But in a spirit of pragmatism (and God knows I've had to develop a sense of that during my career) there are other opportunities for playwrights that this morning's news opens up. I really don't mean that to sound at all insensitive or exploitative of what is a horrible situation for many. In fact, this is a remarkably apolitical post for me. But you can get all that fire and brimstone elsewhere. This is about a genuine spirit of enquiry and trying to respond positively to what is a monumental rearranging of the power structures within our industry. Yes, be angry and upset. Yes, lobby your MP. And absolutely step to the defence of companies you know and love. But you can only do that fully if you're still able to make a living and don't have to worry about where the next paycheck is coming from. It's perfectly legitimate to take a moment to ask: What might Fuel do with an extra 203.5%, or Ochkham's Razor with their 173.2% windfall? Now is the time to start doing some serious research about these companies that up to now might have vaguely been on your professional radar, but who are now thrust into a whole new lease of creative life. Keep an eye on the statements they release, subscribe to their newsletters, see their latest show, then - after the dust has settled - get in touch. See if they'll read your new play. Seed a collaboration. Back you in approaching a school. Now is the time to pitch new and risky ideas, with these companies at least.

So, that list in full.

Note that for the purposes of my categorisations, I have counted anything less than 15% as a Small Cut, and anything 15% or over Large. This isn't to understate the effects of, say, Northern Broadsides 14.9% decrease, which will doubtless be very painful. But I had to draw the line somewhere.

Oh and finally, do make sure you do your research. Check out the figures in the full spreadsheet linked above. Remember that a 78% increase is proportional - if the company's ACE grant was only £10k to start with then it isn't like they're suddenly going to be commissioning left right and centre. Don't just dash off letters to all and sundry saying I told you to.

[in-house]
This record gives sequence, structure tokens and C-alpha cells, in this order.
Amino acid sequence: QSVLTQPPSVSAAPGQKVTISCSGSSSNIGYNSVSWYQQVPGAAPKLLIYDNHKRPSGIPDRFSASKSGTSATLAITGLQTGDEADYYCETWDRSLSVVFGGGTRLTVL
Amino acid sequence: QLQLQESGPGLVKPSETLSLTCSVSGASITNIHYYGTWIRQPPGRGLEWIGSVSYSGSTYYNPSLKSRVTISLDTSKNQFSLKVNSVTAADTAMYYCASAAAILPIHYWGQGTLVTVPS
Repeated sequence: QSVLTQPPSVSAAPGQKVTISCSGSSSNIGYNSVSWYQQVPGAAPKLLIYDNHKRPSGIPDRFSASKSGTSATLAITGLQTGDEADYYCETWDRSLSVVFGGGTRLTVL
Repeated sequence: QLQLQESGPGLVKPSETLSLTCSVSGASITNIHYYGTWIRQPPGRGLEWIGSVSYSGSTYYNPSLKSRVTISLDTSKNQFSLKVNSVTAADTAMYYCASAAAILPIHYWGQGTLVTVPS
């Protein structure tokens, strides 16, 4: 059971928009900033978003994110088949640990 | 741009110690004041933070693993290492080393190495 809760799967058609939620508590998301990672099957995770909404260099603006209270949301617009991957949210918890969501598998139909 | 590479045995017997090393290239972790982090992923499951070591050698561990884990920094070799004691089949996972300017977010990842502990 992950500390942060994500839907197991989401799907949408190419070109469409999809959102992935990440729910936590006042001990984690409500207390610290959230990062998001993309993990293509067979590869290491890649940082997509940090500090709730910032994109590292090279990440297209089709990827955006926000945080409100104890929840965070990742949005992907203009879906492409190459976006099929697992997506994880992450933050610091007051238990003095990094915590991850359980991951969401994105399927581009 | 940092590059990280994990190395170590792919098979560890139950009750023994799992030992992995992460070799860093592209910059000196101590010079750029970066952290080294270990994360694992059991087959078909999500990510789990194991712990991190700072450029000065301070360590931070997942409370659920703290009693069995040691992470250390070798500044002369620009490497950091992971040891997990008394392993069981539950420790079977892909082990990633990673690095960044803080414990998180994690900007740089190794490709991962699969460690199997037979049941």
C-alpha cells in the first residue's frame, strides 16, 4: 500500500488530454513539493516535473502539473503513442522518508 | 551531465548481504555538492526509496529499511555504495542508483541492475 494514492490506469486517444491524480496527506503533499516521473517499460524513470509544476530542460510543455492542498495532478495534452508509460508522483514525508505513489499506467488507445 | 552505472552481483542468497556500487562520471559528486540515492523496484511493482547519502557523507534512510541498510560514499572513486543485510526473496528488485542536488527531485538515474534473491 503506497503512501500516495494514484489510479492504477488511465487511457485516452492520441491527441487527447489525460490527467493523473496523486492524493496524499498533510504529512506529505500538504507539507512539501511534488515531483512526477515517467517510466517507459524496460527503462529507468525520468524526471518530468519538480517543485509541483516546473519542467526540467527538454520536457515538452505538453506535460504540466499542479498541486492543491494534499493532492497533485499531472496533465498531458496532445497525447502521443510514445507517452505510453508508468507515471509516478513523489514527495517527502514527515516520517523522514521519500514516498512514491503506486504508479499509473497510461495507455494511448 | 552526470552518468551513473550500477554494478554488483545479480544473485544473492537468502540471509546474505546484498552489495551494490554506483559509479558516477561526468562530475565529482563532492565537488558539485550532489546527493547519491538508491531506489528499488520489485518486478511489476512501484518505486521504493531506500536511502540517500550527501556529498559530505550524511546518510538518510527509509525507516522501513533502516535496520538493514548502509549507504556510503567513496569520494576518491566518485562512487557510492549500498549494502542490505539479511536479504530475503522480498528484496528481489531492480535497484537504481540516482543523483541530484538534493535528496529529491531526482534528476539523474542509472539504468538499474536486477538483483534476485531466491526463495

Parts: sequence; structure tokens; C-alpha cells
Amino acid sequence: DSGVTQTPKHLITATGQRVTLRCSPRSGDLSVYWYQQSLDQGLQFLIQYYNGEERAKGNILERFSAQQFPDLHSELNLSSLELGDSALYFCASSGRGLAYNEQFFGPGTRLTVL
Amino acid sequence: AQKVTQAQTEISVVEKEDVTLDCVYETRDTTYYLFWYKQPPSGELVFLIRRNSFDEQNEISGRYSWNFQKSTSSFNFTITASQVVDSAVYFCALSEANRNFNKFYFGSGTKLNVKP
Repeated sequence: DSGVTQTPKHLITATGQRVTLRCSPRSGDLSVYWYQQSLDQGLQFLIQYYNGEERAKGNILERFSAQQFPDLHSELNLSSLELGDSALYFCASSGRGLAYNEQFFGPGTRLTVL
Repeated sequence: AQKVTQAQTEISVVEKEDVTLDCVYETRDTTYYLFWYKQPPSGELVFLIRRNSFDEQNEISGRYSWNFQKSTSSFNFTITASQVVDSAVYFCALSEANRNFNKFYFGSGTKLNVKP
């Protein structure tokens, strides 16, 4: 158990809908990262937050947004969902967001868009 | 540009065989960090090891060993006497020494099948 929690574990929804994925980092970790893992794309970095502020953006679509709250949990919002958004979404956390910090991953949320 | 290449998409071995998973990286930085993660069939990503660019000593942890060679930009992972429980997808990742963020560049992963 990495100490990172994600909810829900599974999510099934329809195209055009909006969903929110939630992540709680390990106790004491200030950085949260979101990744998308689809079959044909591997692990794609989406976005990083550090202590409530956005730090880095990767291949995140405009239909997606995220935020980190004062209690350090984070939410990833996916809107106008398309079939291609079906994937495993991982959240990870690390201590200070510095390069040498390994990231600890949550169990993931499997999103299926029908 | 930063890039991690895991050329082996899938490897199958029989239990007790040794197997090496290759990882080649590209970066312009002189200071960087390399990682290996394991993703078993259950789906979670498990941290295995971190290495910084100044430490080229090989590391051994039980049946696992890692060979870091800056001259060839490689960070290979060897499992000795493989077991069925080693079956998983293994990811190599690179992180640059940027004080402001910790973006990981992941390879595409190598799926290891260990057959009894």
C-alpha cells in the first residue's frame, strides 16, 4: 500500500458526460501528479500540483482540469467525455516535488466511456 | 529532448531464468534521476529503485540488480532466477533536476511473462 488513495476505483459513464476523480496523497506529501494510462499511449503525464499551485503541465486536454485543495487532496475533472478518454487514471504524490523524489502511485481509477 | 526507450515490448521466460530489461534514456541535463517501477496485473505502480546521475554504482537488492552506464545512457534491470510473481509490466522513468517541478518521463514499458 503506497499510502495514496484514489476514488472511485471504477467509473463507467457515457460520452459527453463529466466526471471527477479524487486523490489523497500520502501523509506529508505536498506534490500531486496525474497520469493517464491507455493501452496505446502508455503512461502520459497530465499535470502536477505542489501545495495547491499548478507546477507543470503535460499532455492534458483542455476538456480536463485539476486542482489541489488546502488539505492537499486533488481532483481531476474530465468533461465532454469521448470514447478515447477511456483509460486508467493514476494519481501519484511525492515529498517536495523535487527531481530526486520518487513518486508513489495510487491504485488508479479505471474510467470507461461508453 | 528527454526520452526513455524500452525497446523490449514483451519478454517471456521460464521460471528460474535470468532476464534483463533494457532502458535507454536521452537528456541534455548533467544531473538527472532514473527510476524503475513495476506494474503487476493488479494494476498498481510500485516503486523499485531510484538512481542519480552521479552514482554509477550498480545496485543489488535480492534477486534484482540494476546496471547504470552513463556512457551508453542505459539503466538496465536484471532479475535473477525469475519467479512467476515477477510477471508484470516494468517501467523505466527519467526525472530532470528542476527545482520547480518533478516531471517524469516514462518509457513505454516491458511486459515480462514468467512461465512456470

Right then. Here we go:

Small cuts
Colchester Mercury -11%
Eastern Angles –8.6%
Palace Watford -2.9%
Leicester Theatre Trust -11%
Northanpton Theatres
(aka Royal and Derngate)-3.1%
Nottingham Playhouse - 11.%
ATC -11%
Bush -11%
BAC -11%
Cardboard Citizens -11%
Cheek by Jowl -11%
Clean Break -11%
Donmar -11%
Duckie -11%
DV8 -11.7%
Emergency Exit -11%
Royal Court -4.4%
English Touring Theatre -11%
Gate -4.4%
Graeae -9.4%
Hackney Empire -11%
Half Moon YPT -4.4%
Hampstead -11%
Havering Theatre -11%
Headlong -11%
Improbable -2%
Kali -11%
Lyric Hammersmith -5.5%
NYT -11%
Oily Cart -1.3%
Orange Tree -11%
Polka Theatre -11%
Royal National Theatre -14.9%
Royal Exchange Manchester -11%
Stagetext -11%
Tamasha -11%
Complicite -11%
Theatre Peckham -11%
Tricycle -11%
Unicorn -11%
Theatre Sans Frontiere -10.9%
Contact -6.4%
Liverpool Everyman -4.9%
Nuffield Lancaster -1.3%
Octagon Bolton -4.9%
Peshkar Productions -11%
Unity Liverpool -0.7%
Pegasus Theatre -10%
Gloucestershire Everyman-11%
Kneehigh -11%
Miracle Theatre Trust -11%
Barbican Plymouth -11%
Salisbury Playhouse -11%
Sixth Sense Theatre for
Young People -11%
Bristol Old Vic -11%
Theatre Royal Plymouth -11%
Belgrade Coventry -14.9%
Big Brum -11%
Birmingham Rep -11%
New Vic Theatre -11%
Pentabus Theatre -11%
Talking Birds -11%
Forced Entertainment -14.9%
Hull Truck -8.1%
IOU Theatre -2.2%
NSDF -5.6%
Northern Broadsides -14.9%
Sheffield Theatres -10.9%
Stephen Joseph Theatre -14.9%
West Yorkshire Playhouse-10.9%
York Theatre Riyal -8.3%

Large cuts
Northcott Exeter -100%
Shared Experience -100%
Theatre Royal Bury St Edmonds -20.3%
Almeida -39%
Out of Joint -27.9%
Soho Theatre -17.6%
Talawa -21.9%
Theatre Centre -22.3%
Action Transport -37.8%
Nuffield Southampton -15.2%
RSC -15%
Harrogate Theatre -15%
Red Ladder -39.6%

Small increases
New Wolsey +0.4%
Oval House +14.4%
Paines Plough +5.8%
Spare Tyre +13.8%
Tara +10.3%
Theatre Rites +2.0%
Young Vic +5.5%
Live Theatre +2.2%
Northern Stage +8.9%
Burnley Youth Theatre +9.5%
Keswick Theatre by the Lake +11.4%
M6 Theatre Company +9.2%
Oldham Coliseum +5.8%
Chichester Festival Theatre +0.2%
Pilot Theatre +9.5%

Big increases
Hoipolloi +72%
Rifco Arts +57.5%
Arcola +82.1%
Broadway barking +52.8%
Carnesky Productions Ltd+23.9%
Company of Angels +20.3%
Deafinitely Theatre +22.3%
Fevered Sleep +16.7%
Frantic Assembly +17.8%
Fuel +203.5%
Julie McNamara
(aka Vital Xposure Limited) +51.8%
Kazzum 29.4%
LIFT 17.1%
Mimbre 26.5%
Ockham’s Razor 173.2%
Project Phakama UK +25.4%
Punchdrunk +141%
Redbridge Drama Centre +28.2%
Ridiculusmus +27.7%
Pacitti Company +34.2%
Red Room +62.8%
Told by an Idiot +26.9%
The Malting Theatre +270%
Theatre Hullaballoo +21.9%
Collective Encounters +61%
Quarantine Theatre +32.6%
Rasa Productions +32.6%
Ashton Group Theatre Factory +43.8%
Walk The Plank +126.5%
Whalley Range All Stars +20.2%
Portsmouth Theatre Royal+49.9%
Oxford Playhouse +20.3%
Watermill Theatre +27.8%
North Devon Theatres Trust +29.3%
The Roses Theatre +42.8%
Theatre Alibi +27.6%
Travelling Light +38.7%
Geese Theatre Company +27.9%
Stan’s CafĂ© Theatre +37.8%
Blaize Theatre Yorkshire +48.1%
Faceless theatre +166.3%
Freedom Studios +48.4%
Full Body And The
Voice Theatre Company +127.9%
Interplay Theatre +32.4%
Lawrence Batley theatre +17.9%
Mind The Gap +26.5%
Theatre Company Blah Blah Blah +21.6%
Theatre In The Mill +77.5%
Tutti Frutti Productions +79.8%
Unlimited Theatre +67.1%

New Clients
Gecko Theatre
HighTide festival
Corby Cube Theatre Trust
Red Earth Theatre
Blind Summit Education
Clod Ensemble
Mercury Musical Developments
Open Clasp Theatre Company
Zendeh Productions
20 Stories High
24:7 Theatre Arts Network
Blackpool Grand
Theatre Bristol
Tobacco Factory
Eclipse Theatre
Slung Low

Oh and finally, do let me know if I've missed any.